Wellington Girls' College teacher under investigation after alleged inappropriate relationship
A Wellington Girls' College teacher has resigned while under investigation for an alleged inappropriate relationship with a student.
The male teacher resigned from the school in 2015 while under a formal investigation from the school, and is now under investigation by the Education Council.
The professional body has the power to deregister him as a teacher.
Multiple sources from within the school describe a close group of "favourites" that the teacher cultivated.
A formal complaint was made by a student in 2011, but no serious action appears to have been taken.
The student who made the 2011 complaint said the Head of Department at the time appeared to be concerned, although they urged her not to use the word "grooming" to describe his behaviour. Later, she learnt that the teacher was aware of the complaint and actively discussing it with other students, "which was totally inappropriate."
"Then when we entered year 13 the principal told us not to wear low cut clothing or short skirts because it would 'distract the male teachers'."
In a written statement, Wellington Girls' College board chair Rachel Hayward said the school could not comment on the specifics of the case, but that student safety was their number one concern.
"Student welfare is paramount at Wellington Girls College, and the College has, and uses, robust and effective measures to protect it. Any issue potentially impacting on students which is raised with the College is treated seriously, and appropriate steps taken to safeguard students."
Late on Wednesday, Hayward confirmed that the Board of Trustees (BOT) became aware of the issue in 2015.
"The BOT sought professional advice and guidance throughout to ensure proper and thorough processes were followed. A mandatory report was submitted to the Education Council in 2015 following a formal investigation and the resignation of a staff member. The Principal and BOT chair spoke to the Council and the matter is in their hands. We are unable to say anything further while the Education Council's process is taking place."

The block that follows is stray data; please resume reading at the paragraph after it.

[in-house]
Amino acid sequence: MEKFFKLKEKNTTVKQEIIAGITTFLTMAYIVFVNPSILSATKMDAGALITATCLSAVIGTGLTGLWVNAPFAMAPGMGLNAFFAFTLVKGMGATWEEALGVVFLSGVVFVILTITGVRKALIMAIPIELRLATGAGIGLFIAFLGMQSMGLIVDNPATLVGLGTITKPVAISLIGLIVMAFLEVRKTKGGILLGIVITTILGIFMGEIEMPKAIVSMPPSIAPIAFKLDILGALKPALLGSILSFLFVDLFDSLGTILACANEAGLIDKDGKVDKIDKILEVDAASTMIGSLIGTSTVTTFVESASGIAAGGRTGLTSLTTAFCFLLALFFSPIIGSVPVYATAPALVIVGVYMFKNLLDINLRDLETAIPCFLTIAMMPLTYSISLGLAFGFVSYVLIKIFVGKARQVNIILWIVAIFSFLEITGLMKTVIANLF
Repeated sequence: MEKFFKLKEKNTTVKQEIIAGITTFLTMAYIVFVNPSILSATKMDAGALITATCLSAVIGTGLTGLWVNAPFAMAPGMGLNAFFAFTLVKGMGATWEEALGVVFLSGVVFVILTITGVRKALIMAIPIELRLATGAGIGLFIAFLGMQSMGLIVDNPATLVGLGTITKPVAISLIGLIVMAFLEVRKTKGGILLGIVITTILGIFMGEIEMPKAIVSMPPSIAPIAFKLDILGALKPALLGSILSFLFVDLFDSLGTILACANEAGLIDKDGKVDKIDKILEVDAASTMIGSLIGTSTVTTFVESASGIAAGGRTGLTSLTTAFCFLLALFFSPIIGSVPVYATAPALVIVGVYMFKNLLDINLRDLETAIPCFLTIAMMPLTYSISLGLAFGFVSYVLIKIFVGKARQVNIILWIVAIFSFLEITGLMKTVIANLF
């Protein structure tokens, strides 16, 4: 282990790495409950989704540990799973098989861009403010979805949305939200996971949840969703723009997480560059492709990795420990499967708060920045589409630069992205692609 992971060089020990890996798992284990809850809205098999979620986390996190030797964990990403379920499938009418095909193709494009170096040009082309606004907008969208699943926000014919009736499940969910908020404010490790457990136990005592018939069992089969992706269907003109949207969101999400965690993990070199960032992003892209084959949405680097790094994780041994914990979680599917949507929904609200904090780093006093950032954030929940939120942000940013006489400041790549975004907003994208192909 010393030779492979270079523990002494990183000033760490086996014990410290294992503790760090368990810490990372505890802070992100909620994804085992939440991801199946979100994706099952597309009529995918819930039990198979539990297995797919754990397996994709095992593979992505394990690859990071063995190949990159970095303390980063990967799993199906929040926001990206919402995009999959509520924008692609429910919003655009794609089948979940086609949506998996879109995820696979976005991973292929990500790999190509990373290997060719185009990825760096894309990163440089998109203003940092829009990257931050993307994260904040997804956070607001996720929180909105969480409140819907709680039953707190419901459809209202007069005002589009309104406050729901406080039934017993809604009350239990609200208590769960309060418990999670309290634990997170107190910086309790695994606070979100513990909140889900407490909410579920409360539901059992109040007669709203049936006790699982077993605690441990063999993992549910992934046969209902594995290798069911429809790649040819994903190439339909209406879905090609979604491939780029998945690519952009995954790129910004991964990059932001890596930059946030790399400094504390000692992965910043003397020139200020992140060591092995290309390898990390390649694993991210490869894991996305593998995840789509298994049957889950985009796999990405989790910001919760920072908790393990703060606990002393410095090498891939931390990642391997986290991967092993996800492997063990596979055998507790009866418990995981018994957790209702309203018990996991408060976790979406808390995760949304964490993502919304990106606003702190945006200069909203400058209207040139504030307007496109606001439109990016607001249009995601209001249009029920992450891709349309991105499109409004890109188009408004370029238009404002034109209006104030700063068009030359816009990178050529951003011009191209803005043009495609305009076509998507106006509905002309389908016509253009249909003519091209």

The man described his relationships with students at length in a 2015 email to an ex-student following the investigation's start. Excerpts of his emails to her have been provided to Stuff by the student.
"It's very possible that I'm not really cut out for the job that I do. I get results by treating students as peers and expecting the same of a student that I would expect of any adult. […] Expecting adult relations from students was woefully misguided on my part and probably, ultimately, dangerous and detrimental to the mental health of some."
The ex-student, who wishes not to be named, said she had a close emotional relationship with the teacher while she was at the school, aged between 16 and 18. She was not the subject of the school's formal investigation, and is not the student who made the 2011 complaint.
The teacher made sexual jokes to her and other students, she alleges. He was not her teacher but created leadership positions that would guarantee close contact between the pair, and bought her a gift while overseas.
They emailed each other "long thousand word type" emails regularly, discussing personal issues alongside schoolwork. Excerpts from his emails to her follow.
"I'm glad you felt like you could trust me with this. I'm glad that you felt like there was someone in your life who you could say all of the things to."
"You are a person I want to talk to and a person whose opinion I want to hear. I have a lot of time for you and I hope that we'll be able to make that work next year, whether I teach you or not."
"[I]f there's something wrong with you, then there's something wrong with me too and we can both take solace in that little piece solidarity that we have between us."
One email was sent late at night while the teacher was overseas.
"I'm emailing you from my semi smashed iPhone a 3am [...] And I'm probably writing because I want to connect with something thst [sic] I like and that isn't shattered."
The large majority of these emails were sent on the school email system.
The ex-student said she felt damaged by the relationship.
"It was very disconcerting to find out that those two years were like a lie in a sense, you had been emotionally manipulated, you had been mentally manipulated," she said.
"It felt like he knew what he wanted to tell people, what he wanted to divulge and what he wanted to keep secret, the right amount of information to keep someone interested."
"How could he do that to people who are still developing? I'm completely different to who I was a year ago, two years ago, three years ago. He's going to be the same probably from now ... he's set in stone. We're still going through huge changes and he's sort of stunted that, he's wedged himself in and stopped us from becoming the people we could be."
The teacher has been approached for comment.